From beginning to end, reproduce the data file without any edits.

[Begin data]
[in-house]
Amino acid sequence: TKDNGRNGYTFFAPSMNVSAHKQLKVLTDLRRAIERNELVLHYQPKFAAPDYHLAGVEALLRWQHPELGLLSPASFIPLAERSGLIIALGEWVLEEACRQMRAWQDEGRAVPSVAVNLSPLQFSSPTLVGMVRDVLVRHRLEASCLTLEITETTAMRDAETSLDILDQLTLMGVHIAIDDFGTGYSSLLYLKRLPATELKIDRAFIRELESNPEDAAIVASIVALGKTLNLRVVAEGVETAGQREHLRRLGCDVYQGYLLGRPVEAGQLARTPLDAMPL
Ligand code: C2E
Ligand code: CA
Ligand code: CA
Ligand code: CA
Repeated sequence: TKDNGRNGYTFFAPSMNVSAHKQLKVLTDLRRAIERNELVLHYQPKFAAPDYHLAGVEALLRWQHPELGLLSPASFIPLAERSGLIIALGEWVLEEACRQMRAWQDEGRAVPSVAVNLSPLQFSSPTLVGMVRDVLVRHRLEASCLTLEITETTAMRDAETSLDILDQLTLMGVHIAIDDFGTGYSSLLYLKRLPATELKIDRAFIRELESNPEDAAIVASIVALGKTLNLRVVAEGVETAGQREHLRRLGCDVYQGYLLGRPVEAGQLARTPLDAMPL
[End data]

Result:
[in-house]
Amino acid sequence: TKDNGRNGYTFFAPSMNVSAHKQLKVLTDLRRAIERNELVLHYQPKFAAPDYHLAGVEALLRWQHPELGLLSPASFIPLAERSGLIIALGEWVLEEACRQMRAWQDEGRAVPSVAVNLSPLQFSSPTLVGMVRDVLVRHRLEASCLTLEITETTAMRDAETSLDILDQLTLMGVHIAIDDFGTGYSSLLYLKRLPATELKIDRAFIRELESNPEDAAIVASIVALGKTLNLRVVAEGVETAGQREHLRRLGCDVYQGYLLGRPVEAGQLARTPLDAMPL
Ligand code: C2E
Ligand code: CA
Ligand code: CA
Ligand code: CA
Repeated sequence: TKDNGRNGYTFFAPSMNVSAHKQLKVLTDLRRAIERNELVLHYQPKFAAPDYHLAGVEALLRWQHPELGLLSPASFIPLAERSGLIIALGEWVLEEACRQMRAWQDEGRAVPSVAVNLSPLQFSSPTLVGMVRDVLVRHRLEASCLTLEITETTAMRDAETSLDILDQLTLMGVHIAIDDFGTGYSSLLYLKRLPATELKIDRAFIRELESNPEDAAIVASIVALGKTLNLRVVAEGVETAGQREHLRRLGCDVYQGYLLGRPVEAGQLARTPLDAMPL